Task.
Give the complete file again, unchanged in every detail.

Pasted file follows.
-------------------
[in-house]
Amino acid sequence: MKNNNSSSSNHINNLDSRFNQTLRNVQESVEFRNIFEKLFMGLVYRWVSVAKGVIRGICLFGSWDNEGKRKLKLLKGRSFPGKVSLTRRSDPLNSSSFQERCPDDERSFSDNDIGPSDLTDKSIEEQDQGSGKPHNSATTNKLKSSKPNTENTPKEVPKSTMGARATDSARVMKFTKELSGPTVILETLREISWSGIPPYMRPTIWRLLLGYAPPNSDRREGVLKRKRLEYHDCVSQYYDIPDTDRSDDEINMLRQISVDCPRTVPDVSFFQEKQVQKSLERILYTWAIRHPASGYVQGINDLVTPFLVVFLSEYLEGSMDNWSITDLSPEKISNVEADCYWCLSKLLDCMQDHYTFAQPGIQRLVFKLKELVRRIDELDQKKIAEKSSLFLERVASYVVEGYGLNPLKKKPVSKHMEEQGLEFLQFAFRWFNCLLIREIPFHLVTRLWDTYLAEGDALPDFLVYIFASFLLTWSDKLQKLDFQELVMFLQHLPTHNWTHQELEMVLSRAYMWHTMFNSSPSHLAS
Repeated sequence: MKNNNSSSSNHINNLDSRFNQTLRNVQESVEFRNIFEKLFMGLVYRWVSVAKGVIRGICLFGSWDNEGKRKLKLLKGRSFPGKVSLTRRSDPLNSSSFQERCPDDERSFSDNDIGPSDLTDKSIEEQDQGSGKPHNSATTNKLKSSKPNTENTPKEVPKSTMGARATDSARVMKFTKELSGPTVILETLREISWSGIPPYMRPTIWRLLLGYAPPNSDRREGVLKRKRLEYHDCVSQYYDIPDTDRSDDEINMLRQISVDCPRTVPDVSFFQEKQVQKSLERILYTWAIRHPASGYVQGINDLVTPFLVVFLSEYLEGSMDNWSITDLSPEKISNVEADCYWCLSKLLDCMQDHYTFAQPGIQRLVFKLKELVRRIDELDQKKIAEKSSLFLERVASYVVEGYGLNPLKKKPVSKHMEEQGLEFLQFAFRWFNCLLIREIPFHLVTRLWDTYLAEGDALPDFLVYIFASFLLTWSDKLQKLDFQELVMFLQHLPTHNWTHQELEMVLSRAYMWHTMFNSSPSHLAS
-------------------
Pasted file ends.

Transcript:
[in-house]
Amino acid sequence: MKNNNSSSSNHINNLDSRFNQTLRNVQESVEFRNIFEKLFMGLVYRWVSVAKGVIRGICLFGSWDNEGKRKLKLLKGRSFPGKVSLTRRSDPLNSSSFQERCPDDERSFSDNDIGPSDLTDKSIEEQDQGSGKPHNSATTNKLKSSKPNTENTPKEVPKSTMGARATDSARVMKFTKELSGPTVILETLREISWSGIPPYMRPTIWRLLLGYAPPNSDRREGVLKRKRLEYHDCVSQYYDIPDTDRSDDEINMLRQISVDCPRTVPDVSFFQEKQVQKSLERILYTWAIRHPASGYVQGINDLVTPFLVVFLSEYLEGSMDNWSITDLSPEKISNVEADCYWCLSKLLDCMQDHYTFAQPGIQRLVFKLKELVRRIDELDQKKIAEKSSLFLERVASYVVEGYGLNPLKKKPVSKHMEEQGLEFLQFAFRWFNCLLIREIPFHLVTRLWDTYLAEGDALPDFLVYIFASFLLTWSDKLQKLDFQELVMFLQHLPTHNWTHQELEMVLSRAYMWHTMFNSSPSHLAS
Repeated sequence: MKNNNSSSSNHINNLDSRFNQTLRNVQESVEFRNIFEKLFMGLVYRWVSVAKGVIRGICLFGSWDNEGKRKLKLLKGRSFPGKVSLTRRSDPLNSSSFQERCPDDERSFSDNDIGPSDLTDKSIEEQDQGSGKPHNSATTNKLKSSKPNTENTPKEVPKSTMGARATDSARVMKFTKELSGPTVILETLREISWSGIPPYMRPTIWRLLLGYAPPNSDRREGVLKRKRLEYHDCVSQYYDIPDTDRSDDEINMLRQISVDCPRTVPDVSFFQEKQVQKSLERILYTWAIRHPASGYVQGINDLVTPFLVVFLSEYLEGSMDNWSITDLSPEKISNVEADCYWCLSKLLDCMQDHYTFAQPGIQRLVFKLKELVRRIDELDQKKIAEKSSLFLERVASYVVEGYGLNPLKKKPVSKHMEEQGLEFLQFAFRWFNCLLIREIPFHLVTRLWDTYLAEGDALPDFLVYIFASFLLTWSDKLQKLDFQELVMFLQHLPTHNWTHQELEMVLSRAYMWHTMFNSSPSHLAS